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How we got our book published. Eventually.

I'm not entirely clear what's going on here. But it's me and Eden!

Eden and I began working on Let’s Panic About Babies, oh, three years before we sold it. It took a while. This is why, if you ask us, say, how many months we worked on the book, we cry a bunch and then hold each other close until the bad memories pass. Here’s how it went. (Eden: According to Alice.)

Oh, look who it is! I should add that I’ve (graciously) invited Eden to contribute, seeing as how she wrote most half of the book.

First, we pitched the idea of a fake pregnancy book to our (then) agent, who hated it. “No one wants to panic,” she told us. “But…but that’s the joke,” we whispered. She remained unmoved. We parted amicably and found a new agent, who was enthused at first but then sort of stopped calling us back. (Eden: If your agent doesn’t return your calls, it doesn’t mean you suck, it means you’re probably not a good fit for each other.) (Alice: Or that secretly you suck worse than you even could have imagined in your worst nightmares.) We found yet another agent. She loved the proposal and wanted to sell it. We figured we’d be published authors in a matter of months. Weeks, even! (Eden: We had blind confidence on our side!)


Our beloved agent sent the book proposal off to a bevy of editors, many of whom were enthusiastic. An auction was scheduled. We assumed we’d be able to pick and choose from a few offers. We might have engaged in some late-night discussions about how much money we would soon be rolling in, and whether or not we could both appear on “Late Night” or should it just be one of us?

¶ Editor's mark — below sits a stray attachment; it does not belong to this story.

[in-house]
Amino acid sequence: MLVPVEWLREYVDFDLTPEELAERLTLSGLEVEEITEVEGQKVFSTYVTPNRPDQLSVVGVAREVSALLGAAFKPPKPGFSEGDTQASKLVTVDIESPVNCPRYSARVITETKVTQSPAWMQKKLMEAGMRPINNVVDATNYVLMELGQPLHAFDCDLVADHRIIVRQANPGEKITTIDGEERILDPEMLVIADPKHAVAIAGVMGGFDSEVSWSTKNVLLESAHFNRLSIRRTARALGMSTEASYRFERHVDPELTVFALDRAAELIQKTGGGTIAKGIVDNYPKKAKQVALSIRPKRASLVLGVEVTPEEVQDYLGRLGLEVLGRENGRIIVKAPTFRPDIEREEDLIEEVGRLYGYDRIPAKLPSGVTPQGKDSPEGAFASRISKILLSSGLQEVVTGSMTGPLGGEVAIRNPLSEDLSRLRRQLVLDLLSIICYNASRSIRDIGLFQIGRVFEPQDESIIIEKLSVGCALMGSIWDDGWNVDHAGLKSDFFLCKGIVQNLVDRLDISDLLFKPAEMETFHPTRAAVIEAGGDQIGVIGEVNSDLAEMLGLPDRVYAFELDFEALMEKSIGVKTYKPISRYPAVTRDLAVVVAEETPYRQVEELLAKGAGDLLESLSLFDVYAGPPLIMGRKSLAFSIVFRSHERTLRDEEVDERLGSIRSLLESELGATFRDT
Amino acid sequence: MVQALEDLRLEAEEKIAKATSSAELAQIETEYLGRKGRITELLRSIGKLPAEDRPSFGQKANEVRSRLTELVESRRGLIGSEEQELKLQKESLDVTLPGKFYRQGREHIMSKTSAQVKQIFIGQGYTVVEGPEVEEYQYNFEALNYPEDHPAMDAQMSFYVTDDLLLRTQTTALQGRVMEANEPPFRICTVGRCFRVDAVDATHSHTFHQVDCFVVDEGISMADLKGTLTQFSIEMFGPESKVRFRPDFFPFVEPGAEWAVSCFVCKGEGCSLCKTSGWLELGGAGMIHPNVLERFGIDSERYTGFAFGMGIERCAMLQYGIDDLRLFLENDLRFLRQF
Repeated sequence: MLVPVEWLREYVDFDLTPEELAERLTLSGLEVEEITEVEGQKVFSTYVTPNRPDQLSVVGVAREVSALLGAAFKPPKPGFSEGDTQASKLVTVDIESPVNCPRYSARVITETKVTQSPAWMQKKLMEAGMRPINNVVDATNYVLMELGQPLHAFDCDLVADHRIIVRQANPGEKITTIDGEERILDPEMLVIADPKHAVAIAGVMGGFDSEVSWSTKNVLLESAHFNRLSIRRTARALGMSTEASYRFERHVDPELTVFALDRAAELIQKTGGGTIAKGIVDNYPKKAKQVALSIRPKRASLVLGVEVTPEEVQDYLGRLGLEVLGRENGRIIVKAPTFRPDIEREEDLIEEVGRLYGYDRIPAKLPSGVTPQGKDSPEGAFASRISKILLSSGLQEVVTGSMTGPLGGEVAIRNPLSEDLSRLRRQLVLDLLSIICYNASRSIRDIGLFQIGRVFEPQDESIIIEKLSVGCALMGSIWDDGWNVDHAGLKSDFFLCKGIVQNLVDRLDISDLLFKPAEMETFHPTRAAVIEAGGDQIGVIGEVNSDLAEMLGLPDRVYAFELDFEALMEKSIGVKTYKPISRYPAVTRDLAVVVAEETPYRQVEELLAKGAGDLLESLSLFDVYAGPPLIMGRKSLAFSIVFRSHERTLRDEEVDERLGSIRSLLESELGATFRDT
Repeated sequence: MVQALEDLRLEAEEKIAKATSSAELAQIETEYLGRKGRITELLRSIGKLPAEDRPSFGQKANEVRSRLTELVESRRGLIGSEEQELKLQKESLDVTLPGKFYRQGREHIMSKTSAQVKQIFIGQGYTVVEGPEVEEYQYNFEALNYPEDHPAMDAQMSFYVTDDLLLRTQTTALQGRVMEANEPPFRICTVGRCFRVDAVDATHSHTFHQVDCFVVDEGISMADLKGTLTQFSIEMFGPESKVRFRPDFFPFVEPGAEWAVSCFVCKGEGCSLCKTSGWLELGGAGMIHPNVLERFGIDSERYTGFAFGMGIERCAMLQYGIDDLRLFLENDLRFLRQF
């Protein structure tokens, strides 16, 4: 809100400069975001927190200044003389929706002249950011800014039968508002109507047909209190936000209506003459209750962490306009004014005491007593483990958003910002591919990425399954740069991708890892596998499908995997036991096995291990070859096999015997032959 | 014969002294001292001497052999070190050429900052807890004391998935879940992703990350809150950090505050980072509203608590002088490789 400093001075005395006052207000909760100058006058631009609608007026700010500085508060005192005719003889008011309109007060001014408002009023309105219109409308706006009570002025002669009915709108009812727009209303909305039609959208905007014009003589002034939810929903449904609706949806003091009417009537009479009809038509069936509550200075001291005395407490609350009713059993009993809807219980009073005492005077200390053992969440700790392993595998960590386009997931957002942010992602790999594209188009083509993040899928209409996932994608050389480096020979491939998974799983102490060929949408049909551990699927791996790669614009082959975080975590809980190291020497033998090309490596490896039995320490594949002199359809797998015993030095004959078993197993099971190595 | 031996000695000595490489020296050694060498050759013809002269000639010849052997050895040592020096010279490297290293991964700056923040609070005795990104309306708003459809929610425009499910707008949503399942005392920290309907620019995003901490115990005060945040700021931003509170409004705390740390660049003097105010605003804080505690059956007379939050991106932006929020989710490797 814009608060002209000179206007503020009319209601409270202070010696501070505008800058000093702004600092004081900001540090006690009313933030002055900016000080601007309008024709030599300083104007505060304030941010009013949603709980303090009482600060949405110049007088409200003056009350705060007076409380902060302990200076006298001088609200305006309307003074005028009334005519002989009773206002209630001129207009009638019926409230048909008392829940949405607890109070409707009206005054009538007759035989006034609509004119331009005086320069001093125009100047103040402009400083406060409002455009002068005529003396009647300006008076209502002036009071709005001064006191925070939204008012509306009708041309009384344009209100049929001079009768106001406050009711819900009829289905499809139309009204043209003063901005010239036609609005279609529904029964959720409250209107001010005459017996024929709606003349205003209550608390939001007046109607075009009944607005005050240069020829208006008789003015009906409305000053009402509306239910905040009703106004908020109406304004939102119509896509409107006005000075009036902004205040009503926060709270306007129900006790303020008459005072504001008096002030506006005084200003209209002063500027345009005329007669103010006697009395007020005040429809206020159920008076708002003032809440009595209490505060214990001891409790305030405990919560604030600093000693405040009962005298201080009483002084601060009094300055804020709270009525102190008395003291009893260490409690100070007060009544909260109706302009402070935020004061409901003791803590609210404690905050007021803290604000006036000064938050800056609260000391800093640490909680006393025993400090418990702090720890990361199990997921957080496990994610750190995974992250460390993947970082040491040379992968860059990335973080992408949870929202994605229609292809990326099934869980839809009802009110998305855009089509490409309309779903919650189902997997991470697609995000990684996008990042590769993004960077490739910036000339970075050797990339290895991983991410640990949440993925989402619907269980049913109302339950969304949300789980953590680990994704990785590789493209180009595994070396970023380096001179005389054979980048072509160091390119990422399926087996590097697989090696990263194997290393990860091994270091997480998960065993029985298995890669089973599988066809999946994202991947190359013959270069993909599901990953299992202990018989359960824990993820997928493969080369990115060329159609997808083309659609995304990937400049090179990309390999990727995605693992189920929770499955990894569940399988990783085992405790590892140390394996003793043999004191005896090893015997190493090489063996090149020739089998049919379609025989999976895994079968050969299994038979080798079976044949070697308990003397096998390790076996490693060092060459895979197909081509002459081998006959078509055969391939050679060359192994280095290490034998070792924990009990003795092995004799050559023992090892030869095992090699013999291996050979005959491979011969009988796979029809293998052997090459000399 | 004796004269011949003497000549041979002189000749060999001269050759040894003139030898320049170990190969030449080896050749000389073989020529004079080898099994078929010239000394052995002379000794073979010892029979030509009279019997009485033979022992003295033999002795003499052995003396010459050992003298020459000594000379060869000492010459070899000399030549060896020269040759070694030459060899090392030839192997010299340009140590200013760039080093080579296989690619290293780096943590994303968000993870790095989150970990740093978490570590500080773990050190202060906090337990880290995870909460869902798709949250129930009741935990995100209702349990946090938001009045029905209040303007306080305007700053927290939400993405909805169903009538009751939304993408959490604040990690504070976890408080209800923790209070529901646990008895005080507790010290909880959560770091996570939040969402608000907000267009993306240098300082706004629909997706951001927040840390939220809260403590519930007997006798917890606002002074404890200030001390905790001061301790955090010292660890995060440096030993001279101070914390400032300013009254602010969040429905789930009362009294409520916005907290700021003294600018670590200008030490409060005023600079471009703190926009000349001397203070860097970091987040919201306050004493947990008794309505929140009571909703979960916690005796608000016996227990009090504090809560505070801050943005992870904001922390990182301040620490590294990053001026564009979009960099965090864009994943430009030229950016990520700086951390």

The day of the scheduled auction was Henry’s first day at a new preschool, and Henry and I were on our way out the door when my phone rang. It was our agent, calling to tell me that every editor had backed out at the last minute. Every one of them.

Why? The editors who loved the content couldn’t get the business and marketing side on board. They just didn’t want to sell it. (Eden: They didn’t want to be responsible for all the early labors brought on by so much pregnant-lady laughter. They were protecting the children!) So that was that.

Burdened with the knowledge that my life was now over and I should probably lie down in a gutter and wait for death to overtake me, I accompanied Henry to school, where I helped him find his cubby and met the other parents and hoped no one noticed that I was seconds away from jamming a pair of safety scissors into my carotid. (Eden: I, too, was disappointed. We’d sunk a year and a half of work into the project at this point.)

For the months following that bit of news, Eden and I 1) consoled each other while eating many cookies, and then 2) tried to rework the idea into something similar that would sell. Our agent met with some of the editors who liked our proposal, and they had their own ideas for us. We tried their ideas. We tried to fit into some mold of what we thought they might want. We wanted to be loved! Also: published!

But these new ideas–they just didn’t take. We couldn’t get them to work the way our original idea did. (Eden: Their ideas were interesting, but like oversized shoes, they didn’t fit. We wanted to wear our own book-shoes, which fit us perfectly.) (Alice: Oh, Eden. You always say the right things.) We were so sure that “Let’s Panic” was right. But what could we do, when no one else agreed?